Putrajaya breaches promises to preserve Sarawak’s rights to freedom of religion

Dato Sri Dr Sim Kui Hian (file photo).

KUCHING, March 16: The Federal government has broken its promises to Sarawak under the formation of Malaysia in 1963 to preserve the right to freedom of religion for Sarawakians.

In highlighting this, Sarawak United Peoples’ Party (SUPP) president Datuk Seri Dr Sim Kui Hian expressed grave disappointment with the Federal government in filing an appeal against the High Court’s last week ruling that Christians can use the word “Allah” in their religious education and books.

“The Federal government has breached their promises and assurances given to the people of Sarawak on this fundamental right – the right to freedom of religion.

“This issue at hand is just one of the smaller infringements on the rights (granted to Sarawak and Sabah),” he slammed in a statement today following confirmation that Putrajaya has filed its appeal against the case yesterday (March 15).

Dr Sim, who is also Minister for Local Government and Housing observed that the decision to appeal by the majority of the Cabinet ministers may be politically triggered in view of the instability of the present government and the need to garner support from PAS and UMNO.

“The appeal can also be seen as palatable for Malaya (Peninsula Malaysia) society and political parties where the majority of the people are Muslims.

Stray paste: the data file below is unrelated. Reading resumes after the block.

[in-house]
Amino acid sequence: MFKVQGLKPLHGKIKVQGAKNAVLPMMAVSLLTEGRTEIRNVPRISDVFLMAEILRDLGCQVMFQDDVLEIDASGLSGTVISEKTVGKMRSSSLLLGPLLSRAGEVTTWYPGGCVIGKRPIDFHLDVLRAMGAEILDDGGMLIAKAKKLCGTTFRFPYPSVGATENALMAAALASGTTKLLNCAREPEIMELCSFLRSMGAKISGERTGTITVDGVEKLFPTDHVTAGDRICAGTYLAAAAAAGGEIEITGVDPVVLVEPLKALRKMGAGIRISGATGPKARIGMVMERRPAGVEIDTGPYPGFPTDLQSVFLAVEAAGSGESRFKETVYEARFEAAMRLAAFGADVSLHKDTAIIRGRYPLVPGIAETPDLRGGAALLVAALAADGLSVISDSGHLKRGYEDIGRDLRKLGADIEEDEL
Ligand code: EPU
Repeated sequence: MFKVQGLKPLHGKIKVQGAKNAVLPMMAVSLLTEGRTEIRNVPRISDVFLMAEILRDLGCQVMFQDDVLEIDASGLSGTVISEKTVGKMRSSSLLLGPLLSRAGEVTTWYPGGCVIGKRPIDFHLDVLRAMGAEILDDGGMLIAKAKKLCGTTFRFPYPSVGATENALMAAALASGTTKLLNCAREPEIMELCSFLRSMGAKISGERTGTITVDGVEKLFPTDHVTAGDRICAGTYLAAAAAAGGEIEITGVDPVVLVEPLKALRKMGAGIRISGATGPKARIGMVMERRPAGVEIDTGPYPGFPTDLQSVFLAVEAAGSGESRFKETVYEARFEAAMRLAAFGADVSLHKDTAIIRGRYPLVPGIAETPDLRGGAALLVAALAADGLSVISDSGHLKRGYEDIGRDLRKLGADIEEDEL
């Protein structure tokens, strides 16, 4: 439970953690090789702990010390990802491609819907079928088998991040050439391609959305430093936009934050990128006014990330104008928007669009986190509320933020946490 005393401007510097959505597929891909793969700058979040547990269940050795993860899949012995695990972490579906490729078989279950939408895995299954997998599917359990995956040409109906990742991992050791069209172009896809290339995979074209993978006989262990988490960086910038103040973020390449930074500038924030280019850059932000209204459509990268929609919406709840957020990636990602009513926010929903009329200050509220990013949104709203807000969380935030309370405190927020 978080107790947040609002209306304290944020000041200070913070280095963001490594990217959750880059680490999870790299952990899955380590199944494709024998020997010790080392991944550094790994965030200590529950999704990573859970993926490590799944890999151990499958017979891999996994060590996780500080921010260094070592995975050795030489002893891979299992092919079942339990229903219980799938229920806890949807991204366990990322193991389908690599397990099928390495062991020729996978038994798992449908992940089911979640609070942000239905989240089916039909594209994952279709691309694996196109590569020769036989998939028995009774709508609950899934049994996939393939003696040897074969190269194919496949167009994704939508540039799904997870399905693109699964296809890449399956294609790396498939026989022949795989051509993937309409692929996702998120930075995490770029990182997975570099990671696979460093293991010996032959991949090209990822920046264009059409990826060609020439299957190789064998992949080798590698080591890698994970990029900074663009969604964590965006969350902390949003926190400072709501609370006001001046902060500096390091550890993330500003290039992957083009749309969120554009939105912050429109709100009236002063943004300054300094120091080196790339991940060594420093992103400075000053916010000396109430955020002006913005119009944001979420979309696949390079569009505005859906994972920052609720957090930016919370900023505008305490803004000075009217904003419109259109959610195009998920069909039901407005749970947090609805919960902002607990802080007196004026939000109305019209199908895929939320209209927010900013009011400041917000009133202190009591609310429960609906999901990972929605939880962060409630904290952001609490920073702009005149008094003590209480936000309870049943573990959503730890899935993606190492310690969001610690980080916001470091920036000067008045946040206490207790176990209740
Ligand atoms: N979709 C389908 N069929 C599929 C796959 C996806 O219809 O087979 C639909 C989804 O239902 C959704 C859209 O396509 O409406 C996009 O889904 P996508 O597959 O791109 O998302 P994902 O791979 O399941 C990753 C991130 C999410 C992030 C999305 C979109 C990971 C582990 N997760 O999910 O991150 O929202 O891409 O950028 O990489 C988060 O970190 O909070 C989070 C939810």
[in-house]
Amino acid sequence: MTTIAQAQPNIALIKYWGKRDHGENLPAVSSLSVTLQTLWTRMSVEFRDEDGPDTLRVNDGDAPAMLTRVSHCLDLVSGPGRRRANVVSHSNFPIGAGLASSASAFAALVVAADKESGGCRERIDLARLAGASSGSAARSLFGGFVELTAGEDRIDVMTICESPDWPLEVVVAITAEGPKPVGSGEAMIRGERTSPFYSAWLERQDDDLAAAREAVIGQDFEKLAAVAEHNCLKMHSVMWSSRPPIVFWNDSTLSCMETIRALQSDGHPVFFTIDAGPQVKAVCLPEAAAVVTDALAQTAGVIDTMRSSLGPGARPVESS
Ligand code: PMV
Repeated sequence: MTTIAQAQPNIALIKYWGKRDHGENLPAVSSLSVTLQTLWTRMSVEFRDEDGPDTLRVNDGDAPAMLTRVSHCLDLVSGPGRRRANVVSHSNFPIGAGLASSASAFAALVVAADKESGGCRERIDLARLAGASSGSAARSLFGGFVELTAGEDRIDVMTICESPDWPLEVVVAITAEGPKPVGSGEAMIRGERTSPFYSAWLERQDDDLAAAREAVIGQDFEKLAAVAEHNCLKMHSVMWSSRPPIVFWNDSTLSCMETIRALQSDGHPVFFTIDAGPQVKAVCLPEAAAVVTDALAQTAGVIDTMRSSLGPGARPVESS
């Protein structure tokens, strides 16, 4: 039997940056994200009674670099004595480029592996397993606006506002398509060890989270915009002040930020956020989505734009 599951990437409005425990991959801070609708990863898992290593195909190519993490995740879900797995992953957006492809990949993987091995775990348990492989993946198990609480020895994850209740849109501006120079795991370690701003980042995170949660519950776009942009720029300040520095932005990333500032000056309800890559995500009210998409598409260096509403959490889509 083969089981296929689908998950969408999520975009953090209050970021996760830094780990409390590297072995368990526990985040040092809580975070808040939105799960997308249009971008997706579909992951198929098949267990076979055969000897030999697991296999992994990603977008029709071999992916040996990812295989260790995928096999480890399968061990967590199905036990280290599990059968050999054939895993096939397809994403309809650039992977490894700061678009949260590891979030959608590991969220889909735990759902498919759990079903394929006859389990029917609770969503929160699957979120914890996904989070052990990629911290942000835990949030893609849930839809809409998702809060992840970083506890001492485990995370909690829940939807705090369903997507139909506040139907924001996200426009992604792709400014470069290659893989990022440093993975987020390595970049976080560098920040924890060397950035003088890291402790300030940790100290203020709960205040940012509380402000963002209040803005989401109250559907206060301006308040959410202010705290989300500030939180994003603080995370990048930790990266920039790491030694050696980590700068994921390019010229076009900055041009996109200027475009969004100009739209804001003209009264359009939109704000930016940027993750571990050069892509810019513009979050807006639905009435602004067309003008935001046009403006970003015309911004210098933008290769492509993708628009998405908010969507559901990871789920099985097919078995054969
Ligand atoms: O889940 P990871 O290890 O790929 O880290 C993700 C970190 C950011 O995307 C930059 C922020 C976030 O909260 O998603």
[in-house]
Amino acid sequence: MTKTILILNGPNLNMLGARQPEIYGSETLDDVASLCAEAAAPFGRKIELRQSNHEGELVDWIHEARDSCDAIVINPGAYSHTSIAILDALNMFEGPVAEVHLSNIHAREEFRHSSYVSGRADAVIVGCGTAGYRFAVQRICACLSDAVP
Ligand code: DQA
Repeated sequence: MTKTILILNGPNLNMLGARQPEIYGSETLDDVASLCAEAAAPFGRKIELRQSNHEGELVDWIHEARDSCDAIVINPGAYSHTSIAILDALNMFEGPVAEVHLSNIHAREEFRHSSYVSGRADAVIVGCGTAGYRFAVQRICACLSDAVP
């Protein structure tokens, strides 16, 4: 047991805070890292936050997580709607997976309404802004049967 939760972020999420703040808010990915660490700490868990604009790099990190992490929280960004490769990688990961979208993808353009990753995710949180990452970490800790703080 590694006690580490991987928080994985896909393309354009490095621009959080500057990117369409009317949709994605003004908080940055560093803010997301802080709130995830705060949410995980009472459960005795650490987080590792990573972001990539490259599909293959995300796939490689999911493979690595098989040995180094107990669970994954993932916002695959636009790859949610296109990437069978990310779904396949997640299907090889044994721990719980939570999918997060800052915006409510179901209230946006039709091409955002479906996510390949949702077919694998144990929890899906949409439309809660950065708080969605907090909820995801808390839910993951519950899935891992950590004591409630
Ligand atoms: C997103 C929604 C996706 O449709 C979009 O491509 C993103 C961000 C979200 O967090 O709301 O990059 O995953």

“However, that does not give the Federal government the right to impose their version of Malaysia on Sarawak that is contrary to what was agreed in 1963,” he stressed.

If the Federal government insisted their “version of Malaysia” instead of that formed in 1963 on Sarawak, SUPP thus demanded that a comprehensive review on the role Sarawak should play in Malaysia.

Dr Sim reminded that Malaysia was formed between Malaya (Peninsula Malaysia), Sarawak and Sabah as equal partners in 1963 with the fundamental conditions that Sarawak has freedom to religion with no official religion, among others.

“Before 1963, the people of Sarawak were apprehensive of the possible encroachment into their freedom of worship and religion should Malaysia be formed with Malaya as the dominant party.

“In order to assuage the fear of the people of Sarawak, the leaders from Malaya when courting for the support of the people of Sarawak gave their promises and assurances that the people of Sarawak have full say and freedom over religion,” he further pressed.

Meanwhile, the appeal decision has drawn backlash from a group of Sarawakian and Sabahan lawmakers including the Opposition who had today in one voice demanded that Prime Minister Tan Sri Muhyiddin Yassion, the Federal government and the people of Malaysia withdraw the appeal.

The group comprising 18 members of Parliament (MPs) and four Senators from Sarawak and Sabah have called upon all Malaysians to accept the ruling that declared the “Allah” ban since 1986 as unconstitutional.

The 12 MPs from Sarawak are Datuk Seri Richard Riot Jaem (Serian), Anyi Ngau (Baram), Willie Mongin (Puncak Borneo), Larry Sng (Julau), Baru Bian (Selangau), Datuk Masir Kujat (Sri Aman), Mordi Bimol (Mas Gading), Kelvin Yii (Bandar Kuching), Chong Chieng Jen (Stampin), Wong Ling Biu (Sarikei), Alice Lau Kiong Yieng (Lanang) and Oscar Ling (Sibu) while the two senators are Robert Lau (SUPP) and Alan Ling (DAP Sarawak).

The Kuala Lumpur High Court had on March 10 ruled that the non-Muslims may use the word “Allah” as well as three other words of “Baitullah”, “Kaabah” and “solat” for teaching purposes which the Malaysian government has banned for 35 years.